Katrina called at 10

Katrina called at 10

Sabina Willmott is a third-year student pursuing a degree in English and Creative Writing. It is difficult for her to write about herself because her sense of her own identity seems to shift every day, but baking, painting, and letter-writing always remain constants in her life. Right now, she’s trying not to take life too seriously (an attitude that resulted in this story).

Katrina called at 10.

I hadn’t seen her since the summer but we’d texted a little. Weed was still illegal then and she had a hook up. When I’d known her in high school she’d never have touched it, but she had tried on several personalities since then, which she’d discarded every year or so, indiscriminately, like shoes by the door at a party. Smoking seemed to be the most recent faux-personality trait.

Anyway when she called I knew it would be good stuff, and didn’t think so much about anything else. She said she’d meet us on Willingdon.

I said, we left the car at Nick’s, we can’t get there so fast.

She said, Ok. Ok. I’ll pick you up. Be there in five. And this Nick better be fuckable.

She laughed. I felt nauseous. See you.

Elliot scuffed the heel of his sneaker against a flux in the pavement. Nick chuckled.

Why do your friends always say shit like that? Elliot rubbed his shoulder against his cheek. I had put her on speakerphone; they had heard the conversation; she had heard them in the background. That was probably why she had said it.

Really man, I don’t care, Nick said. Is she hot?

I don’t know, I haven’t seen her in a while.

Elliot was on edge that night, I could tell. Possibly his dad had said something to him about us going out again, I don’t know. Elliot and I had met in high school. We didn’t move in the same circles but we had sex at a house party at the start of our senior year. It was the first time for both of us. We’d both been sitting out on the steps of the porch beside where the smokers were, Nick among them. Elliot was pretty drunk. A tall girl was leaning in to Nick and he pulled her chin closer to blow out the smoke from his juul over her lips.

Elliot grimaced. Why do people have to do that, it’s disgusting.

I wasn’t even sure he was talking to me.

When she pulled up I got in the passenger seat and Nick and Elliot got in the back. She was wearing eyeliner and a bikini-top as a shirt.

Madeleine! she said. It’s been too fucking long, you look beautiful. She pressed her mouth to my cheek, left a pink stain. It felt nice. I leaned into her. Then Elliot flashed a face in the rear-view mirror. I knew what it meant—nobody ever called me by my full name.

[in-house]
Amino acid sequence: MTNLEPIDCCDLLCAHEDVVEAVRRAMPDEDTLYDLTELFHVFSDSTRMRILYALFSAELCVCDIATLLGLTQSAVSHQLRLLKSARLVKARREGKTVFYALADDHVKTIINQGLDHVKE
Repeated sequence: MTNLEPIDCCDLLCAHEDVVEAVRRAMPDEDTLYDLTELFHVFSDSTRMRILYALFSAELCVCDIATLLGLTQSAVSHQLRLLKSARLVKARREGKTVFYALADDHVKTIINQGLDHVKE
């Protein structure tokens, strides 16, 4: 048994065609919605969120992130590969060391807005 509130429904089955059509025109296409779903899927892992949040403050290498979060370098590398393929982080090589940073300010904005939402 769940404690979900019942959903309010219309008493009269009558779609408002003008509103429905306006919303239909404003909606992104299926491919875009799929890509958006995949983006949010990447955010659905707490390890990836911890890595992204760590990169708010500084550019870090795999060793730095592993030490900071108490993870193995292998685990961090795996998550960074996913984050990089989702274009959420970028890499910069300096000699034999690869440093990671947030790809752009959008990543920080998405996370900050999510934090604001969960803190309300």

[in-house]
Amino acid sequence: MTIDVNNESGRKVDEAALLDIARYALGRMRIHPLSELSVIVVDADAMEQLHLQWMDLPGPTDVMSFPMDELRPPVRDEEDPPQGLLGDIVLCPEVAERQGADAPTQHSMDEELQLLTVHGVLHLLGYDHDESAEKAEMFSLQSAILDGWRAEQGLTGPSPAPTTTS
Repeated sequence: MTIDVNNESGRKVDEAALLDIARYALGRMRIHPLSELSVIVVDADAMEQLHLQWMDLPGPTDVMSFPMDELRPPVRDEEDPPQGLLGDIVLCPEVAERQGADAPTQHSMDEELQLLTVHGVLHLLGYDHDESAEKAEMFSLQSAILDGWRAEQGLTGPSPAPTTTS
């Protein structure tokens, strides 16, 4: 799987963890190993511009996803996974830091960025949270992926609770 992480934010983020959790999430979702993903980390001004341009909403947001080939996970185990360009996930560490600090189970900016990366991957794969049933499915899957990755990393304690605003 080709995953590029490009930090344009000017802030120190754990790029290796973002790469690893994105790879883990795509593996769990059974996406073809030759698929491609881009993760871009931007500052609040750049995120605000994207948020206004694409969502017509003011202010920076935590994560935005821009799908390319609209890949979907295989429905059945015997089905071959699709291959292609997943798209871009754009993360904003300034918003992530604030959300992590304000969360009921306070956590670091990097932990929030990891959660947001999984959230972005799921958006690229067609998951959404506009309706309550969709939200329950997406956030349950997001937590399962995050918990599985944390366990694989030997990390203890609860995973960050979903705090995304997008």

It’s so good to see you again, Kat, I said.

Nick leaned forward from the back. It’s just four or five blocks up to the right. On the corner of College.

Ok, she said. Got it.

When we got there Nick said we should use the hot tub. We hot-boxed the car and I was high by the time I sank into the water. The four of us lounged there for a few moments, looking up at the stars. Nick was texting someone, then he put his phone down.

I started imagining new constellations over top of the original ones. A microwave, a beer bottle. I found one that looked like a wonky version of Elliot’s face and started laughing.

What is it? he asked. He was smiling at me, looking directly at me, not with his half face like he usually did when we were with other people.

Nothing, I shook my head. I giggled and looked back up at the stars. I thought that there might be infinite happiness in things that were so far away.

Do you ever think of yourself as a celestial being?

He laughed at me. Katrina was rolling a cigarette on the sill of the hot tub.

I have no idea what you mean, he said. Then he pulled me onto his lap and kissed my jaw.

Nick grunted. Elliot loosened his grip a little, and I let myself drift onto the seat beside him, warm water curling around my body.

Katrina had finished rolling her cigarette, and started to take long drags, blowing them out into the dark air above her. I was vaguely uncomfortable; I had never smoked nicotine and never wanted to. Plus it was blocking the stars.

Celestial beings, she chuckled. Fuck, I used to believe in those. But now I think I’ve gotta be a Christian, or I’m gonna get the shit kicked out of me in Hell.

Really? I said. This seemed distinctly unlike her, although she was so unpredictable that there were very few things she could do that weren’t “like her”. What makes you think that?

She shifted and snuffed her cigarette out on the porch. Elliot winced. Nick made some offhand comment about blaming his brother that made them both laugh. Then Katrina leaned in and started to speak.